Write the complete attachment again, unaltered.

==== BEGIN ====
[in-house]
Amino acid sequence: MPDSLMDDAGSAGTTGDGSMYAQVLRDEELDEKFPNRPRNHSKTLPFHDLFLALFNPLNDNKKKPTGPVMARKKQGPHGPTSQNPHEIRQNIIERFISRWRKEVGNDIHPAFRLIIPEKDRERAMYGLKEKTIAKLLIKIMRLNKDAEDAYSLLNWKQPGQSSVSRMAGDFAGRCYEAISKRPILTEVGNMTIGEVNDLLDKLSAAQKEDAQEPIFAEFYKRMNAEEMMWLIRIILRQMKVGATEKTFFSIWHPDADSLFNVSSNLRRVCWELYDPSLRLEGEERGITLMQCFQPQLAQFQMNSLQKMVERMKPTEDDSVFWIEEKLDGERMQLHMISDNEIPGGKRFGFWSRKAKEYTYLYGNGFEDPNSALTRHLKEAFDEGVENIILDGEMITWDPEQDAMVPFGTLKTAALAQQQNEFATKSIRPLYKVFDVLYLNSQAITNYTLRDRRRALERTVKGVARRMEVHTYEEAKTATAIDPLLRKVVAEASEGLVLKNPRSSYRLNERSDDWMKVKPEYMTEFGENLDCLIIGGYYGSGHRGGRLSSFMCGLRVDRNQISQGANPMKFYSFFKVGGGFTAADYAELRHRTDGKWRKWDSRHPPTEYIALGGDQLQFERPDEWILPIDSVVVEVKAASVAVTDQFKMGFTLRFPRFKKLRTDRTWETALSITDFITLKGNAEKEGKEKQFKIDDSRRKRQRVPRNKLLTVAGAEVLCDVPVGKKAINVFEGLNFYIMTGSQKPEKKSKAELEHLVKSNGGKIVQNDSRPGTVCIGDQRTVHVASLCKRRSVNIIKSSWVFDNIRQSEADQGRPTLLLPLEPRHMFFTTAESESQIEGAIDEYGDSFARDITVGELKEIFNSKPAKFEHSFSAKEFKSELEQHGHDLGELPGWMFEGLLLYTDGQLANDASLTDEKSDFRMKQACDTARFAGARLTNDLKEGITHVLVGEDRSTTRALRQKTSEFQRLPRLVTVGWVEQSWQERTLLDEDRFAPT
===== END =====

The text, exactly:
[in-house]
Amino acid sequence: MPDSLMDDAGSAGTTGDGSMYAQVLRDEELDEKFPNRPRNHSKTLPFHDLFLALFNPLNDNKKKPTGPVMARKKQGPHGPTSQNPHEIRQNIIERFISRWRKEVGNDIHPAFRLIIPEKDRERAMYGLKEKTIAKLLIKIMRLNKDAEDAYSLLNWKQPGQSSVSRMAGDFAGRCYEAISKRPILTEVGNMTIGEVNDLLDKLSAAQKEDAQEPIFAEFYKRMNAEEMMWLIRIILRQMKVGATEKTFFSIWHPDADSLFNVSSNLRRVCWELYDPSLRLEGEERGITLMQCFQPQLAQFQMNSLQKMVERMKPTEDDSVFWIEEKLDGERMQLHMISDNEIPGGKRFGFWSRKAKEYTYLYGNGFEDPNSALTRHLKEAFDEGVENIILDGEMITWDPEQDAMVPFGTLKTAALAQQQNEFATKSIRPLYKVFDVLYLNSQAITNYTLRDRRRALERTVKGVARRMEVHTYEEAKTATAIDPLLRKVVAEASEGLVLKNPRSSYRLNERSDDWMKVKPEYMTEFGENLDCLIIGGYYGSGHRGGRLSSFMCGLRVDRNQISQGANPMKFYSFFKVGGGFTAADYAELRHRTDGKWRKWDSRHPPTEYIALGGDQLQFERPDEWILPIDSVVVEVKAASVAVTDQFKMGFTLRFPRFKKLRTDRTWETALSITDFITLKGNAEKEGKEKQFKIDDSRRKRQRVPRNKLLTVAGAEVLCDVPVGKKAINVFEGLNFYIMTGSQKPEKKSKAELEHLVKSNGGKIVQNDSRPGTVCIGDQRTVHVASLCKRRSVNIIKSSWVFDNIRQSEADQGRPTLLLPLEPRHMFFTTAESESQIEGAIDEYGDSFARDITVGELKEIFNSKPAKFEHSFSAKEFKSELEQHGHDLGELPGWMFEGLLLYTDGQLANDASLTDEKSDFRMKQACDTARFAGARLTNDLKEGITHVLVGEDRSTTRALRQKTSEFQRLPRLVTVGWVEQSWQERTLLDEDRFAPT